For the quintessential music nerd, John Maus is prime underground-idol material. He's a political philosophy professor with a love of existential pop, an icy Ian Curtisesque baritone and an impassioned stage presence.
In contrast to his shrieking live show, his recordings are introverted, muffled and moody. On his third full-length, he buries unintelligibly reverbed vocals beneath a feverish atmosphere of romantic analog synth-pop. The result has a charming, if inscrutable, rough-around-the-edges quality reminiscent of early new wave.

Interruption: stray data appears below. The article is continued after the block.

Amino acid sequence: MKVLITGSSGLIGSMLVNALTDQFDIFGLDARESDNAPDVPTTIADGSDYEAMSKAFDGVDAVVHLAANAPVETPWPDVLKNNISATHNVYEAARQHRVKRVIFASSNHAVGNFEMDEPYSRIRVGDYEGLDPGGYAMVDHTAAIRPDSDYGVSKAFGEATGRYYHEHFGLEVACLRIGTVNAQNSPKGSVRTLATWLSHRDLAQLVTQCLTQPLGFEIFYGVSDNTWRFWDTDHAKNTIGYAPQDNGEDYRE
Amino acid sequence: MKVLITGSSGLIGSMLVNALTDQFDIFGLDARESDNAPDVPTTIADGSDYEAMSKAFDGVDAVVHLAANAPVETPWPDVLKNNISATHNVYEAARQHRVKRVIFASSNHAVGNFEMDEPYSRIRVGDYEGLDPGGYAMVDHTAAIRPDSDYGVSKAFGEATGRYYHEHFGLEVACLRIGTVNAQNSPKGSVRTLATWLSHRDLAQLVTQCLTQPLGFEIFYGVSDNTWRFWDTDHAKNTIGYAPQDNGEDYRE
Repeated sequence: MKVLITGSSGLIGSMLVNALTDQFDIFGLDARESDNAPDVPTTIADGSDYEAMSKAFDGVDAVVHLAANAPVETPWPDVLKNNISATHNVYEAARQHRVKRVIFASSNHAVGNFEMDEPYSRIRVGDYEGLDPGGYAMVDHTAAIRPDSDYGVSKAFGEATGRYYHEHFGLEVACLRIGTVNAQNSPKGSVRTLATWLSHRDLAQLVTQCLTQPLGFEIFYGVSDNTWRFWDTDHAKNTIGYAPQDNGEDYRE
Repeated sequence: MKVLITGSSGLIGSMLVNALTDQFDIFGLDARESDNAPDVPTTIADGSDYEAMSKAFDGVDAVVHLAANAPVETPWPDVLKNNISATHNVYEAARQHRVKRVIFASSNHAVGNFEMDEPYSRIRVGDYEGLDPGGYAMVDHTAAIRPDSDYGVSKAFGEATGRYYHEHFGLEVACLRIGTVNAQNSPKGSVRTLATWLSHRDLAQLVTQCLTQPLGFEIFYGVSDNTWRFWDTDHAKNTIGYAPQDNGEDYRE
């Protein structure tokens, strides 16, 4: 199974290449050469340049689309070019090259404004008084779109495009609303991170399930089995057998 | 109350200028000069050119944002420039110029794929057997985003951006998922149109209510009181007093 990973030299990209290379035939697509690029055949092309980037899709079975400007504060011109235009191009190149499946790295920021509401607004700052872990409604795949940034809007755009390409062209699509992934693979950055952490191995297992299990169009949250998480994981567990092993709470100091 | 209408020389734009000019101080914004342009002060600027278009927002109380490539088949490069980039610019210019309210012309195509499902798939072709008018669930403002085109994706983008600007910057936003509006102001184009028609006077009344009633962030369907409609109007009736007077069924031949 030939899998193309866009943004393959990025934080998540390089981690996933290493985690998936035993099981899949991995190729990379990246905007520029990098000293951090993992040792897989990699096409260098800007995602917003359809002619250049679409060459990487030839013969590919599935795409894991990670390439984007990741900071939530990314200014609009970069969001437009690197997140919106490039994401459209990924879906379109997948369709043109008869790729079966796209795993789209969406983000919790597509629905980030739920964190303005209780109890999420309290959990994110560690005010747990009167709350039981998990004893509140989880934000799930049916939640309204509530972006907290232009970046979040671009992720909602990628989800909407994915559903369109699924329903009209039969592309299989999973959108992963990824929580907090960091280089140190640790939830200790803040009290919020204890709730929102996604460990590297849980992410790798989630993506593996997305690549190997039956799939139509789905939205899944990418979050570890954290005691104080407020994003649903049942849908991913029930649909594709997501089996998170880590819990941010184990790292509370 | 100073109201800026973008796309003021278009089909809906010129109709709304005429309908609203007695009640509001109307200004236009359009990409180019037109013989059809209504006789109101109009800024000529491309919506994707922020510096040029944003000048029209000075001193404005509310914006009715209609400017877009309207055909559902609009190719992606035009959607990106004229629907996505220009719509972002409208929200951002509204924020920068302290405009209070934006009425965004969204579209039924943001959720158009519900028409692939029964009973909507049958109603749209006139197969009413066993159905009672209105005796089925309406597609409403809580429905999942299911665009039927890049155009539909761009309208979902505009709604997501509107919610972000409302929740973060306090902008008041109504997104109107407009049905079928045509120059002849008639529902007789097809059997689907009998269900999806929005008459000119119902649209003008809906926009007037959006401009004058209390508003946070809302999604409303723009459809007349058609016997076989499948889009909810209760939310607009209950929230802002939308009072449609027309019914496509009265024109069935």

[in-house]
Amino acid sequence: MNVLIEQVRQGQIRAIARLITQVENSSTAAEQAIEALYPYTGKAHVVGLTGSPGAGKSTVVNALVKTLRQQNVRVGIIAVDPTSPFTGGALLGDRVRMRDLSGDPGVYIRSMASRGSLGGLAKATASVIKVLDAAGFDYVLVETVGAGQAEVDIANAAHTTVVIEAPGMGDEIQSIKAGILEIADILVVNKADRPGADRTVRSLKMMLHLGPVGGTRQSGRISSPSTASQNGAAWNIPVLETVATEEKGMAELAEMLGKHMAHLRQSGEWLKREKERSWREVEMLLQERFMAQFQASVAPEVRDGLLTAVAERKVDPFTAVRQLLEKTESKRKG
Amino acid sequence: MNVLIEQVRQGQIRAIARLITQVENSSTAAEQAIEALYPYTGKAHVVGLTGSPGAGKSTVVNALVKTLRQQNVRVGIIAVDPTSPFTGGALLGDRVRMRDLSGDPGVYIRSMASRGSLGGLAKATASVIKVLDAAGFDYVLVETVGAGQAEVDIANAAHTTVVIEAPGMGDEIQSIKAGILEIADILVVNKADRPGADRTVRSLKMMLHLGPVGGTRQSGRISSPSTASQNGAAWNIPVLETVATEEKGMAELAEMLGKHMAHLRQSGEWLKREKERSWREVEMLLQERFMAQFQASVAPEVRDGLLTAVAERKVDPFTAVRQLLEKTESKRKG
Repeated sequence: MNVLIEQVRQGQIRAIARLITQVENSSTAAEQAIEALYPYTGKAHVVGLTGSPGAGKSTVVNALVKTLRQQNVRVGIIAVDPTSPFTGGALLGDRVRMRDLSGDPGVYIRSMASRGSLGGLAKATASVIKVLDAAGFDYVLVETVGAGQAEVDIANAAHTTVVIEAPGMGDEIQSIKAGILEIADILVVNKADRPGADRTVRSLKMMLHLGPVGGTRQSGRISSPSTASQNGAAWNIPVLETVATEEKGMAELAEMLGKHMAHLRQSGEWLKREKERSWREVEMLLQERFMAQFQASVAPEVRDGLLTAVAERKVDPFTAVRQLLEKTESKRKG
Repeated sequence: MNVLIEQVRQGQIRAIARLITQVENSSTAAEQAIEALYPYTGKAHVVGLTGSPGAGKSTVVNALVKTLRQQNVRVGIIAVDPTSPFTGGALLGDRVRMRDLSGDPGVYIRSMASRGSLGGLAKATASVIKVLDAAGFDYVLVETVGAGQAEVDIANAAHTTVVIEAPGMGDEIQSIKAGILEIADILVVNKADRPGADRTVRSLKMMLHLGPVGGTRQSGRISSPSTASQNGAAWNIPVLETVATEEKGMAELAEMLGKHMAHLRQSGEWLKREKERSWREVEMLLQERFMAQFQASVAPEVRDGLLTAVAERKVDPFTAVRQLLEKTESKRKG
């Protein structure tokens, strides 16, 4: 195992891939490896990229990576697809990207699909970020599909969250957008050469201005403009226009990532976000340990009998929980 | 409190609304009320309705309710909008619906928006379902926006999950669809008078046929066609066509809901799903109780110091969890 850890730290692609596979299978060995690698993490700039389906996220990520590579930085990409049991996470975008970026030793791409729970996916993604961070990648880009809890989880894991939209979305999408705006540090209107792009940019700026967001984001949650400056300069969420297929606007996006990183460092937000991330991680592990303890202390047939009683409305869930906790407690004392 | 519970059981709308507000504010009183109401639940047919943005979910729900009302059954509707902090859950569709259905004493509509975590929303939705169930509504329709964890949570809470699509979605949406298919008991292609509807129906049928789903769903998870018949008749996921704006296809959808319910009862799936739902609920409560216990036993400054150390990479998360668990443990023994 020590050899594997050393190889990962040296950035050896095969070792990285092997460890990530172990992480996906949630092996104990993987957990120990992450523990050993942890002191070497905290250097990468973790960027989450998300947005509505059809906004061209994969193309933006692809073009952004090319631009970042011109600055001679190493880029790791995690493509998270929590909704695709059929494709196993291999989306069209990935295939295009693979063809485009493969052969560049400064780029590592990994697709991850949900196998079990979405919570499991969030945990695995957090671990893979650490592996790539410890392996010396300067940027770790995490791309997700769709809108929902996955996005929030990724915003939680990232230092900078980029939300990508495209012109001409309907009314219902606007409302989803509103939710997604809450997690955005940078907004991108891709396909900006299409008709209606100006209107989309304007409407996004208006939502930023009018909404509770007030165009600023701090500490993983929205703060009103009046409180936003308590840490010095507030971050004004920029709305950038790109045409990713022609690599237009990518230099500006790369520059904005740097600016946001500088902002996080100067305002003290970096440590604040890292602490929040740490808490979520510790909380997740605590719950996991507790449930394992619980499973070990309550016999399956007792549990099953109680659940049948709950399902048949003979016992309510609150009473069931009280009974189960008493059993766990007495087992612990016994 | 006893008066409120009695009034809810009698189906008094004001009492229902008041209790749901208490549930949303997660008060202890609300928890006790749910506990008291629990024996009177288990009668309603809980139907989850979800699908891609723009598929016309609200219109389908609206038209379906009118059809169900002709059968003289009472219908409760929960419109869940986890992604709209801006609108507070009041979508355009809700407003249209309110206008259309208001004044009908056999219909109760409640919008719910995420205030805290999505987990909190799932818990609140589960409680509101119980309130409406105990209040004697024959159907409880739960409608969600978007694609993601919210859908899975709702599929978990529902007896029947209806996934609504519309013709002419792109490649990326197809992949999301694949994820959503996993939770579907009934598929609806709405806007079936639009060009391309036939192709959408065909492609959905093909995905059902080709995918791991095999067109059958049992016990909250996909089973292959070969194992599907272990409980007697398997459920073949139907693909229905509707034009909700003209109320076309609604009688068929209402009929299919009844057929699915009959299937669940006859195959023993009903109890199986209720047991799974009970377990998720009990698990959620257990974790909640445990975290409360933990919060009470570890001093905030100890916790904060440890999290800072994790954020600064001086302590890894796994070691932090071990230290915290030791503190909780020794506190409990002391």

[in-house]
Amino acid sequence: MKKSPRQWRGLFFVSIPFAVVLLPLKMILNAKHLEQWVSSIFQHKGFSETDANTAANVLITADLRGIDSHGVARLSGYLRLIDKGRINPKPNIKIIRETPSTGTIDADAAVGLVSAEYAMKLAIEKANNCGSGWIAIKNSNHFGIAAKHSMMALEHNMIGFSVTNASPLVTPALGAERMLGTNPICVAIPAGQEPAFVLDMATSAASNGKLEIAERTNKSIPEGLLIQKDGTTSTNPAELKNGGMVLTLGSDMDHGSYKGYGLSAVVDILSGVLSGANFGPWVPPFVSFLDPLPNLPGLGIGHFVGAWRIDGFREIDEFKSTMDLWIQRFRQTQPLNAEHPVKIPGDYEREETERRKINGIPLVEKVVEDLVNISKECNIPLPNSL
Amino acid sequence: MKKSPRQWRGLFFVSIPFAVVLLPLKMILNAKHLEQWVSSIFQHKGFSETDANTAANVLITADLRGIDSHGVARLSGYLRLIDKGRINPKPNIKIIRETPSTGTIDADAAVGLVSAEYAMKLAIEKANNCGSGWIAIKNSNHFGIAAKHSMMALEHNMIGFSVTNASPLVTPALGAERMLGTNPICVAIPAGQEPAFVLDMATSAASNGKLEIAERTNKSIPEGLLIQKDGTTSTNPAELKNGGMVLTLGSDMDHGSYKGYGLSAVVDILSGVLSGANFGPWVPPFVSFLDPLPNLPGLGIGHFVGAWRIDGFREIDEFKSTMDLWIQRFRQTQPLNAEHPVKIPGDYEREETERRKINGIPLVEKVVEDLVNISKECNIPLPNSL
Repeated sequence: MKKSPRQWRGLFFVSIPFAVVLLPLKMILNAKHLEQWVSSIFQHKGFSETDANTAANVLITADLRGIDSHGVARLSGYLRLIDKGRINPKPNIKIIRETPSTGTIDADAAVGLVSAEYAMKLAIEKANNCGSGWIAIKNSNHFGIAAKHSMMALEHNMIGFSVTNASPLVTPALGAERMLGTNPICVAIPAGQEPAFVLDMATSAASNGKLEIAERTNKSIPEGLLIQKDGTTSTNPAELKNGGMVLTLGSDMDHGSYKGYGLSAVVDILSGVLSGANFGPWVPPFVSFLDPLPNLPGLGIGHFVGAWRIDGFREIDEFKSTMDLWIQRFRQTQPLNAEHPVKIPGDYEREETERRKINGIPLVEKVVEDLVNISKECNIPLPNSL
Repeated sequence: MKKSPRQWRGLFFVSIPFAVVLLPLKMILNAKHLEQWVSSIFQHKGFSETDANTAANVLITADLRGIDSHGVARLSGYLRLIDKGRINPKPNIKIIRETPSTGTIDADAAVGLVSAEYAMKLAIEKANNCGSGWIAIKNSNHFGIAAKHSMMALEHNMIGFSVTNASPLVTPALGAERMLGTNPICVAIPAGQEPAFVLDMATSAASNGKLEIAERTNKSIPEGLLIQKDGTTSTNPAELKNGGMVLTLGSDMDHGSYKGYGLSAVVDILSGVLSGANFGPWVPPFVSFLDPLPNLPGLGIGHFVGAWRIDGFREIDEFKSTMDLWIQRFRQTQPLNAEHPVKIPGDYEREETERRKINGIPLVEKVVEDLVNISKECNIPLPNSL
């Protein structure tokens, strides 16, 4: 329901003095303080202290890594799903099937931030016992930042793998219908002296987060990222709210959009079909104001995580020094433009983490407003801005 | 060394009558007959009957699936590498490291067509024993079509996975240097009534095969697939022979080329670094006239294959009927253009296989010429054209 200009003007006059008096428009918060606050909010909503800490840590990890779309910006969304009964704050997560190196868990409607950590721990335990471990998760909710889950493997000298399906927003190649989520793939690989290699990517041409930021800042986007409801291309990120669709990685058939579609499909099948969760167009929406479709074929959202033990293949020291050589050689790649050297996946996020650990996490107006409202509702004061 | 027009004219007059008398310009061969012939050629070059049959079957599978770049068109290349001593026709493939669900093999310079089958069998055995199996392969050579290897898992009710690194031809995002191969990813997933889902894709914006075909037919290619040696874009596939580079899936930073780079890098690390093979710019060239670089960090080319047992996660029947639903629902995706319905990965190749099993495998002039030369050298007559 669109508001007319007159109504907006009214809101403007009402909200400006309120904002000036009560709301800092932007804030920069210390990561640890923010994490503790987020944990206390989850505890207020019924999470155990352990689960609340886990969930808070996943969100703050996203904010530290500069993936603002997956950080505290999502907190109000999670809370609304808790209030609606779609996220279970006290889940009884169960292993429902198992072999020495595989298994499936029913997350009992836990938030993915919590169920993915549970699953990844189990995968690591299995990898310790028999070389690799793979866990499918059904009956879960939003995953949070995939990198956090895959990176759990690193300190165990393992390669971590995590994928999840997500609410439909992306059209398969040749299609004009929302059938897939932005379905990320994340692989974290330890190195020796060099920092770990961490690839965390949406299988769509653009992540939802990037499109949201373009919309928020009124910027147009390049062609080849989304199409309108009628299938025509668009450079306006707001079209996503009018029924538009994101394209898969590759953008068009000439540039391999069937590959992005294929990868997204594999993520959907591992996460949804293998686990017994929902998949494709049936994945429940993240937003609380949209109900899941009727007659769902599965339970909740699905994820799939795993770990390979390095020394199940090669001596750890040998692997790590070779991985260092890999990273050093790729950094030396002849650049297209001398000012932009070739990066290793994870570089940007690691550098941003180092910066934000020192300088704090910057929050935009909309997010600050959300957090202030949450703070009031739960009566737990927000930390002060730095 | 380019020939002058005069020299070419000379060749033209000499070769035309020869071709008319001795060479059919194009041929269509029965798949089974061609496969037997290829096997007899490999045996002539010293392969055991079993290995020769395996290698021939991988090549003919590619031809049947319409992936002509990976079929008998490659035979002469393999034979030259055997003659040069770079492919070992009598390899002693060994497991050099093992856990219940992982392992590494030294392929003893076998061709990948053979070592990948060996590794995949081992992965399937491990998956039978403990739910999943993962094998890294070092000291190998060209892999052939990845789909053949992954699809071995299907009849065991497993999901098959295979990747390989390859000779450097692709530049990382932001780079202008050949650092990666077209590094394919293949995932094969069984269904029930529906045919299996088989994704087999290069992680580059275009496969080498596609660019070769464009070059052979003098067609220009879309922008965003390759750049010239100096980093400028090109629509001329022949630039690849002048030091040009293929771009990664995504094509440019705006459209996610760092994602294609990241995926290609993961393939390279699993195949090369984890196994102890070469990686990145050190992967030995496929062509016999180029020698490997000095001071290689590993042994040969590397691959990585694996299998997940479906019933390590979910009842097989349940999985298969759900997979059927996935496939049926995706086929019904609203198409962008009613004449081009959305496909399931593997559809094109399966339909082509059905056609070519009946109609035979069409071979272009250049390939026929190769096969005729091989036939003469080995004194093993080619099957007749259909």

The 80s pop influence is most apparent in Quantum Leap's snappy post-punk kick; Head For The Country pairs a low-budget disco beat with ominous observations on urbanity; and Believer ends things in a dreamy haze of glittering synths. His attempts at humour (and clarity), however, are less effective. Maus sounds as pretentious as his album title when he's at his least self-censorious, delivering empty, eye-rolling provocations on Cop Killer and Matter Of Fact.
Top track: Quantum Leap